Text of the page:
Safeguard your Nonprofit Board Members’ Personal Assets
Directors and board members of nonprofit organizations are entrusted with the management of assets such as property, employees and the organization’s reputation in the community it serves. These officers drive the organization’s mission and administer policies and activities that advance its performance and ability to sustain itself. Board members are expected to make decisions in a disinterested fashion without view to personal gain. They are also expected to ensure that the organization governs itself in accordance to laws and in an ethical manner. Because they represent the organization, board members have exposures to lawsuits that other for profit corporate board members do. Directors and officers can be accused of mismanagement of the organization’s funds, property and employees. These type of wrongful acts result in financial losses as opposed to bodily injury or property damage.
There are three ways that directors are protected from being sued personally in the course of legal action taken against the board or organization. The first is the use of an exculpatory provision in the charter of the organization as allowed by state corporations codes. The language used in these clauses absolves the director or board members from liability for unintended negligent acts. If it can be demonstrated that the board member, director or officer performed due diligence and acted in a disinterested fashion, it is likely that breach-of-fiduciary-duty claims brought at the beginning of litigation would be dismissed. The second vehicle by which board members are protected is the use of indemnification clauses in the by-laws of the organization. These clauses state that the organization will assume defense costs on behalf of the board members and directors. The third way that members of an organization’s board are protected is through a Directors and Officers Liability insurance policy. This type of insurance coverage will pay defense costs and other monetary damages the director, officer or organization is legally obligated to pay for a claim arising from adverse managerial decisions.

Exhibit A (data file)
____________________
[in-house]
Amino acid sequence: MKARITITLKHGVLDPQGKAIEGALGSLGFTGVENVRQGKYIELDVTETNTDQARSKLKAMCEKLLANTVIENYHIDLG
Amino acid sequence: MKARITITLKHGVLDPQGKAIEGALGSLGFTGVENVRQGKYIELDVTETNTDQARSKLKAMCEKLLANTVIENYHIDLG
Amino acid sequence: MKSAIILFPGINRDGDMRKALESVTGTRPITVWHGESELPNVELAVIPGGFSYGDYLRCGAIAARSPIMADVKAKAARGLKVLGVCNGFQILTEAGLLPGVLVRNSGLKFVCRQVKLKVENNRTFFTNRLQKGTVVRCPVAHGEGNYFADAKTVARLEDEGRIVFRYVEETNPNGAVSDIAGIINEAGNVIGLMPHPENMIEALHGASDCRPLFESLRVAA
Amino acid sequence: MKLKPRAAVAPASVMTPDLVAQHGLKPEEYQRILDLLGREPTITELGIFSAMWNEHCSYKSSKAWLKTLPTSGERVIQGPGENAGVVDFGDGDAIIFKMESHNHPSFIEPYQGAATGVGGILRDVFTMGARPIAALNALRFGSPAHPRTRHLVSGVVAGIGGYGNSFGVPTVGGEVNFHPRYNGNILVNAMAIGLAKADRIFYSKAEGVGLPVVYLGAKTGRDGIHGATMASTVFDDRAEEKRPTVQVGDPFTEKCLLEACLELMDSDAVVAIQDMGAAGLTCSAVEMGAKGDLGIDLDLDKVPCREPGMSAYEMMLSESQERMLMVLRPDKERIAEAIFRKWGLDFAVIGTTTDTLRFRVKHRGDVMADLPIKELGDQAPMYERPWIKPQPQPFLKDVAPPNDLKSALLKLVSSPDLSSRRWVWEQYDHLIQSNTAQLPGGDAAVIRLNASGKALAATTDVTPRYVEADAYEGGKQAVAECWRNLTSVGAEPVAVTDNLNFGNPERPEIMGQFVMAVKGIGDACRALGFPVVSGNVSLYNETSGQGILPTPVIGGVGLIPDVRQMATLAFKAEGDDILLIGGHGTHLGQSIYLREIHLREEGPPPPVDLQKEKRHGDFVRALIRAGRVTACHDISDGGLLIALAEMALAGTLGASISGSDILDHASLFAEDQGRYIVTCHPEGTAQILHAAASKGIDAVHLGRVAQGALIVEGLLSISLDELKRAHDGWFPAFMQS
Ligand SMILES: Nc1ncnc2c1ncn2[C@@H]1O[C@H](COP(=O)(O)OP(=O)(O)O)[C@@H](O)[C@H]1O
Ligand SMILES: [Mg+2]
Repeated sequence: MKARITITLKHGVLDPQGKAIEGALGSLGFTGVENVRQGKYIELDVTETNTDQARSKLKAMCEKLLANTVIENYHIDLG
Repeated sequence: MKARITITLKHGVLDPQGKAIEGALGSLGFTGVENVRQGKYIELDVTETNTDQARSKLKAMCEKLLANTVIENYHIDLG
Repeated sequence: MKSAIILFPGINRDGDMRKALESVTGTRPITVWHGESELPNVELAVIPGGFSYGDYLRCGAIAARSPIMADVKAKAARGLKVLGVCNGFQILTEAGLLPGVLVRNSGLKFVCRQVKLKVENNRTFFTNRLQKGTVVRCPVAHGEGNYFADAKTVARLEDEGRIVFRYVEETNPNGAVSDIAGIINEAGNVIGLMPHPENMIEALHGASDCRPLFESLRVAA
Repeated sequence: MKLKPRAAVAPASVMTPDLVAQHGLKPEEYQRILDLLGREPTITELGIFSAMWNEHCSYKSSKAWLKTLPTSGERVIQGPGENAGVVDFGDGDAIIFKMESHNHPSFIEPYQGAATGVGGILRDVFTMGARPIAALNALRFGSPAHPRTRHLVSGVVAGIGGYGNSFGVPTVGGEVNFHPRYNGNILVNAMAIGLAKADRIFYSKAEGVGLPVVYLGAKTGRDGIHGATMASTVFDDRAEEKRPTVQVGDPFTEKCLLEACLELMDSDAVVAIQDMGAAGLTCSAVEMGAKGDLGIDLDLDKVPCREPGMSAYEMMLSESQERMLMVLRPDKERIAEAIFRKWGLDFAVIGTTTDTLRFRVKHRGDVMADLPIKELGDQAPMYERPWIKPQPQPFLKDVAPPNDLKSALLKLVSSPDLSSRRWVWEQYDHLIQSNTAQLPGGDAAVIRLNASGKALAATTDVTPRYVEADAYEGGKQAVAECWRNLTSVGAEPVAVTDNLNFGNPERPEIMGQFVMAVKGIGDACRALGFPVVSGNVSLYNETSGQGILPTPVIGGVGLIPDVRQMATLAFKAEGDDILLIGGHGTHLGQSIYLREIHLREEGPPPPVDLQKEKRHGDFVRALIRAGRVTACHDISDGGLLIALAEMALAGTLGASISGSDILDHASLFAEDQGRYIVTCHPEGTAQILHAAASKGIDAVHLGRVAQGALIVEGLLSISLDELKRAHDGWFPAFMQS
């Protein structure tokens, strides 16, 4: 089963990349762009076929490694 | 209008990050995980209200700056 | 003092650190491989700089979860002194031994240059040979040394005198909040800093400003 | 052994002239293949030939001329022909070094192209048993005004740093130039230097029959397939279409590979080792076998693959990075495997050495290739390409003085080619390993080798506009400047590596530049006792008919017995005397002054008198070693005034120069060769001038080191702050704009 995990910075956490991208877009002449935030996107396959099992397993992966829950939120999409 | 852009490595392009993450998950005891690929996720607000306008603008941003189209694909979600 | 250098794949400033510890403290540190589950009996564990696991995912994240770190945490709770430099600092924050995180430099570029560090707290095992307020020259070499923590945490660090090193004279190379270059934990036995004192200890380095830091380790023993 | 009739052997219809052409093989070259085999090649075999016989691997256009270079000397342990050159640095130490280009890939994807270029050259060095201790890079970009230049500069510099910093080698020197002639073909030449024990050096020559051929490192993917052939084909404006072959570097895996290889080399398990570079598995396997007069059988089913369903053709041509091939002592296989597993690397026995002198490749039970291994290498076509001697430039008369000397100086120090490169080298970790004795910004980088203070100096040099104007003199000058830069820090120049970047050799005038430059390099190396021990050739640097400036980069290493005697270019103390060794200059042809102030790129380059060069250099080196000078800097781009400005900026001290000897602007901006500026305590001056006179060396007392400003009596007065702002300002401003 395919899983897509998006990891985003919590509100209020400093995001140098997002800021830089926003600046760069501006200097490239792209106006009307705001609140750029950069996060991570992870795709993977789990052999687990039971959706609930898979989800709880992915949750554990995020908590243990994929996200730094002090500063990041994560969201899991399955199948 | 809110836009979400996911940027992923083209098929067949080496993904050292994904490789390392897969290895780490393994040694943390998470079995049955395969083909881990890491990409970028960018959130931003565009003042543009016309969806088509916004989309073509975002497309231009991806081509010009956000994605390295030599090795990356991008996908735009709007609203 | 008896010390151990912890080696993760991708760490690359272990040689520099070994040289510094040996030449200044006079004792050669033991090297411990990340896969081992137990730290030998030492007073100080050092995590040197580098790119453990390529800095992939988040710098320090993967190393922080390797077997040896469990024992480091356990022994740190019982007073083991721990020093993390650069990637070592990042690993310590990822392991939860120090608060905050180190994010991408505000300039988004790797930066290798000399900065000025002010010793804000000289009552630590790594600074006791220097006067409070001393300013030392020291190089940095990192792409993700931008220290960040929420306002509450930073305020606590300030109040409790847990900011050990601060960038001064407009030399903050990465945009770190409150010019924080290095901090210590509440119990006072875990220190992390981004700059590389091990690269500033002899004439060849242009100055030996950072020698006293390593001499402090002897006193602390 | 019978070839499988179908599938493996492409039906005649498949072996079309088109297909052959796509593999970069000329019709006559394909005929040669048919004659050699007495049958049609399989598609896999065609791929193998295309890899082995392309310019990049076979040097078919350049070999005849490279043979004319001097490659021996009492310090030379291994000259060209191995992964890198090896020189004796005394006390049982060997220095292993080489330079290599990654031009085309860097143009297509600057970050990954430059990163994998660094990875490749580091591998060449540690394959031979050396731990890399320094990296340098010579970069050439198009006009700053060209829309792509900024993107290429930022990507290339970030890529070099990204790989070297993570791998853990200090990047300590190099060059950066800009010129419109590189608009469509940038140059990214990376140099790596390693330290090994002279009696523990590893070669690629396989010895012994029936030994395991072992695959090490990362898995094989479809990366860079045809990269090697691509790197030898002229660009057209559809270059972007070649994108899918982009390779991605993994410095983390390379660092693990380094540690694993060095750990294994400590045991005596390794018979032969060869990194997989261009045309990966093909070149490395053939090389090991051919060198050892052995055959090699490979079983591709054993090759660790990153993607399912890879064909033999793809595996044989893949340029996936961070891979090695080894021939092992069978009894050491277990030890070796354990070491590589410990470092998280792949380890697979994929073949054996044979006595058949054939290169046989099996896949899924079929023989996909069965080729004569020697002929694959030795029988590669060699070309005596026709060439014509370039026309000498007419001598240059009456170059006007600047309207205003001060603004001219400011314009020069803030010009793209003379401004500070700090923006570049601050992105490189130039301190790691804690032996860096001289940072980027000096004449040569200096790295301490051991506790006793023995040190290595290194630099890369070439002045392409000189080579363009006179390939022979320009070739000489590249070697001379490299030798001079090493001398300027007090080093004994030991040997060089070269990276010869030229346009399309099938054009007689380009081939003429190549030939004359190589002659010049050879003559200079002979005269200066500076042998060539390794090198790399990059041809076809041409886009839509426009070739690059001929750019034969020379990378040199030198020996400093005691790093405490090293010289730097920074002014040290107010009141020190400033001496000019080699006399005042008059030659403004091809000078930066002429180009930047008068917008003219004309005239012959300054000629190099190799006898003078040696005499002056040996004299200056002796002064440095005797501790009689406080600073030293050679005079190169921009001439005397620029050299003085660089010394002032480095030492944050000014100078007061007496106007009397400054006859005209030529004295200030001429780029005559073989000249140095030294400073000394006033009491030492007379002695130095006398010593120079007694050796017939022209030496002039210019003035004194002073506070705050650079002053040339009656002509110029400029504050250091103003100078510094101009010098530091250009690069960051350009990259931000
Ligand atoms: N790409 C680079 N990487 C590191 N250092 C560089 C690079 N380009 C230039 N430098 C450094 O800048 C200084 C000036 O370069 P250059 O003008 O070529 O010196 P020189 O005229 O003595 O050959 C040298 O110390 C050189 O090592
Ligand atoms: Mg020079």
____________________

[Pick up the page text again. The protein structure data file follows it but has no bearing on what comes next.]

The most common D&O claim for nonprofits are Employment Practice liability claims. These claims can include allegation of discrimination, harassment, retaliation and wrongful termination. These lawsuits are expensive to defend, settle and award and costs can reach to the tens of thousands of dollars. Boards of directors should ensure that employment policies are in place and that they are being applied consistently and uniformly throughout the organization by the executive director and all managers. Check with your state’s Department of Labor for guidelines and ask your insurance broker for best practices guidelines. Many insurers will provide counseling and brochures on employment practices.
Other types of D&O claims can arise from lack of financial oversight. Mismanagement of grant funding from governments and foundations can lead to litigation and prosecution, damage to an organization’s reputation and suspension of grant funding. Ensure agreements made with funders are reasonable and that your organization can meet accounting requirements. Ensure that your organization maintains designated bank accounts with no comingling of assets, maintains proper spending records that account for all assets and implements proper controls and oversight to deter fraud and measure accountability.
For more information on proper nonprofit employee management, please visit the National Council of Nonprofits site at https://www.councilofnonprofits.org/tools-resources/managing-nonprofit-employees. For more information regarding financial best practices for nonprofit board members, please visit NCN’s site at https://www.councilofnonprofits.org/tools-resources/financial-literacy-nonprofit-boards.